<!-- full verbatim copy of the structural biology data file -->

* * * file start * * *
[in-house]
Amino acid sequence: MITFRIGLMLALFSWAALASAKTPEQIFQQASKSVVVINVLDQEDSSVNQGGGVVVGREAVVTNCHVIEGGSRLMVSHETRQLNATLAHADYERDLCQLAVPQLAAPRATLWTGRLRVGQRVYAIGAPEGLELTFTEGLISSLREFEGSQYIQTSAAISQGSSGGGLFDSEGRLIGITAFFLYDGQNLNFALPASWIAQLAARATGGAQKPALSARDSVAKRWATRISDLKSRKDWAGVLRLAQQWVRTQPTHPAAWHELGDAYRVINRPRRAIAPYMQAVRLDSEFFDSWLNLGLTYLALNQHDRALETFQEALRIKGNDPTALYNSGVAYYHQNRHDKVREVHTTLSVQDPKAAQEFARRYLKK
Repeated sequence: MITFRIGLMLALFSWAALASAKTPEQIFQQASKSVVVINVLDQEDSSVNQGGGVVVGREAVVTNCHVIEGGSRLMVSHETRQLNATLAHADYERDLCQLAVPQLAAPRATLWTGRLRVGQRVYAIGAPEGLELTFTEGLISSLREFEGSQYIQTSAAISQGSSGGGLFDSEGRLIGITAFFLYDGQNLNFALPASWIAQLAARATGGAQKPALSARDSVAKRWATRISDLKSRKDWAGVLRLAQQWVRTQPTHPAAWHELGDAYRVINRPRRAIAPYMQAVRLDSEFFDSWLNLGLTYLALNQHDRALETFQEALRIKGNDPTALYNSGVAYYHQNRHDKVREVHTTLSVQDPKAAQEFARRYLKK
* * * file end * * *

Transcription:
[in-house]
Amino acid sequence: MITFRIGLMLALFSWAALASAKTPEQIFQQASKSVVVINVLDQEDSSVNQGGGVVVGREAVVTNCHVIEGGSRLMVSHETRQLNATLAHADYERDLCQLAVPQLAAPRATLWTGRLRVGQRVYAIGAPEGLELTFTEGLISSLREFEGSQYIQTSAAISQGSSGGGLFDSEGRLIGITAFFLYDGQNLNFALPASWIAQLAARATGGAQKPALSARDSVAKRWATRISDLKSRKDWAGVLRLAQQWVRTQPTHPAAWHELGDAYRVINRPRRAIAPYMQAVRLDSEFFDSWLNLGLTYLALNQHDRALETFQEALRIKGNDPTALYNSGVAYYHQNRHDKVREVHTTLSVQDPKAAQEFARRYLKK
Repeated sequence: MITFRIGLMLALFSWAALASAKTPEQIFQQASKSVVVINVLDQEDSSVNQGGGVVVGREAVVTNCHVIEGGSRLMVSHETRQLNATLAHADYERDLCQLAVPQLAAPRATLWTGRLRVGQRVYAIGAPEGLELTFTEGLISSLREFEGSQYIQTSAAISQGSSGGGLFDSEGRLIGITAFFLYDGQNLNFALPASWIAQLAARATGGAQKPALSARDSVAKRWATRISDLKSRKDWAGVLRLAQQWVRTQPTHPAAWHELGDAYRVINRPRRAIAPYMQAVRLDSEFFDSWLNLGLTYLALNQHDRALETFQEALRIKGNDPTALYNSGVAYYHQNRHDKVREVHTTLSVQDPKAAQEFARRYLKK